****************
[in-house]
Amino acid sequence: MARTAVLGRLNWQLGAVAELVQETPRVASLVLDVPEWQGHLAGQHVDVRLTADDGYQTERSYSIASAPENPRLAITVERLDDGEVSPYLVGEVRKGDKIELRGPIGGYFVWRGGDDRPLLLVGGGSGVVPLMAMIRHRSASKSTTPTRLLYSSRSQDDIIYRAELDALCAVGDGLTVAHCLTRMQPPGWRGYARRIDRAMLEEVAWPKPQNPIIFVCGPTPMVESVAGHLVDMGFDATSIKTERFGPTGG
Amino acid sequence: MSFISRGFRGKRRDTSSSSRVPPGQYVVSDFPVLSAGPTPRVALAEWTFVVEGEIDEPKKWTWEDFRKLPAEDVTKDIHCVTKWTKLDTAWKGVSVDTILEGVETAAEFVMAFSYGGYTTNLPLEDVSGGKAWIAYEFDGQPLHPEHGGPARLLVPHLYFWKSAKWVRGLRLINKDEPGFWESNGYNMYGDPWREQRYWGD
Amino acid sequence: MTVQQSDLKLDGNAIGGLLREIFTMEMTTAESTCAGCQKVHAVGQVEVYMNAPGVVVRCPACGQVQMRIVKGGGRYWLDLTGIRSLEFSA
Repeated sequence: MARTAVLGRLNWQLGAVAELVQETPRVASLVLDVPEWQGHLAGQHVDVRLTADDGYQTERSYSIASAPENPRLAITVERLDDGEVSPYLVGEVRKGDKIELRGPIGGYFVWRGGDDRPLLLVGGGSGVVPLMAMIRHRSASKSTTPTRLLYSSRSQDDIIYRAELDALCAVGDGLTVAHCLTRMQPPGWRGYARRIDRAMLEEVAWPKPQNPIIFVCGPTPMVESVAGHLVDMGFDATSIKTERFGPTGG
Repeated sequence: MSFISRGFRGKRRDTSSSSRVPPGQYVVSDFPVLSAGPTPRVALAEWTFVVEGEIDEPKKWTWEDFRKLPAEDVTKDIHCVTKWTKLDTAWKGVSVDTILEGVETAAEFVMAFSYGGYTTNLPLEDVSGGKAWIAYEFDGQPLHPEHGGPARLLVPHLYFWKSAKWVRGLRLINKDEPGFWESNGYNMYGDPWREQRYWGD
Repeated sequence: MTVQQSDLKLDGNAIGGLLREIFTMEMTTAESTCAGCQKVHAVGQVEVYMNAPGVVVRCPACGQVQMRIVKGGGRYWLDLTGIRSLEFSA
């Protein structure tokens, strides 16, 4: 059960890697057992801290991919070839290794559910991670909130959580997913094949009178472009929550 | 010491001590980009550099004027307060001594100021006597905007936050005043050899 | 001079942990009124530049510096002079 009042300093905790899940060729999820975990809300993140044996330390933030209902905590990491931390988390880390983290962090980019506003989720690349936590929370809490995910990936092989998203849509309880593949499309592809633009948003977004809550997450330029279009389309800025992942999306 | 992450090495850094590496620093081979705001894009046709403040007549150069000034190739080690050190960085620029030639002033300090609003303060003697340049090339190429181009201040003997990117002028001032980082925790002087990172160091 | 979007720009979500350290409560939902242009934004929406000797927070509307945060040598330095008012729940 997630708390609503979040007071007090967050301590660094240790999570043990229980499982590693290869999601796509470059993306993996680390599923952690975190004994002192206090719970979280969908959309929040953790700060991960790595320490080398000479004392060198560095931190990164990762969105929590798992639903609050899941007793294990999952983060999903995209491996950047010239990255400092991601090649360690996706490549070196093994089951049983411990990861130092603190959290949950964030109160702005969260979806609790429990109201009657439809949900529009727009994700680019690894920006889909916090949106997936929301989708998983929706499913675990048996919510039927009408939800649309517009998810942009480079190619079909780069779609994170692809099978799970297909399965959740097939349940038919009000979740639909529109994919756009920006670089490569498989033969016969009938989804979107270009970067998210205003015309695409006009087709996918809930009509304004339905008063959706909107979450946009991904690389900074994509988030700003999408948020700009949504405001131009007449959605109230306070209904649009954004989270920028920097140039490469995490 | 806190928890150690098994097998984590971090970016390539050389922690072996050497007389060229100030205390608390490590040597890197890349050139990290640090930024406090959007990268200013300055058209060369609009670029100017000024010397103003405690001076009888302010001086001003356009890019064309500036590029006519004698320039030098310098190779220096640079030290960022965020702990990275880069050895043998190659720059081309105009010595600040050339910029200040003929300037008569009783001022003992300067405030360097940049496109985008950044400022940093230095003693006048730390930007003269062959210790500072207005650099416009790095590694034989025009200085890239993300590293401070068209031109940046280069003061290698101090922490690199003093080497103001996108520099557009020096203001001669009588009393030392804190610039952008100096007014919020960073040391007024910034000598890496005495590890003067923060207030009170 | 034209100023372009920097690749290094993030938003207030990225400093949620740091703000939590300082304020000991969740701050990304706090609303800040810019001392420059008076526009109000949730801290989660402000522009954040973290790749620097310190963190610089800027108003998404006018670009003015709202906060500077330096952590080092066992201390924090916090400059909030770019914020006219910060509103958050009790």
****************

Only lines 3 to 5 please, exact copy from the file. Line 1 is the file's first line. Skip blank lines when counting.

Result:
Amino acid sequence: MSFISRGFRGKRRDTSSSSRVPPGQYVVSDFPVLSAGPTPRVALAEWTFVVEGEIDEPKKWTWEDFRKLPAEDVTKDIHCVTKWTKLDTAWKGVSVDTILEGVETAAEFVMAFSYGGYTTNLPLEDVSGGKAWIAYEFDGQPLHPEHGGPARLLVPHLYFWKSAKWVRGLRLINKDEPGFWESNGYNMYGDPWREQRYWGD
Amino acid sequence: MTVQQSDLKLDGNAIGGLLREIFTMEMTTAESTCAGCQKVHAVGQVEVYMNAPGVVVRCPACGQVQMRIVKGGGRYWLDLTGIRSLEFSA
Repeated sequence: MARTAVLGRLNWQLGAVAELVQETPRVASLVLDVPEWQGHLAGQHVDVRLTADDGYQTERSYSIASAPENPRLAITVERLDDGEVSPYLVGEVRKGDKIELRGPIGGYFVWRGGDDRPLLLVGGGSGVVPLMAMIRHRSASKSTTPTRLLYSSRSQDDIIYRAELDALCAVGDGLTVAHCLTRMQPPGWRGYARRIDRAMLEEVAWPKPQNPIIFVCGPTPMVESVAGHLVDMGFDATSIKTERFGPTGG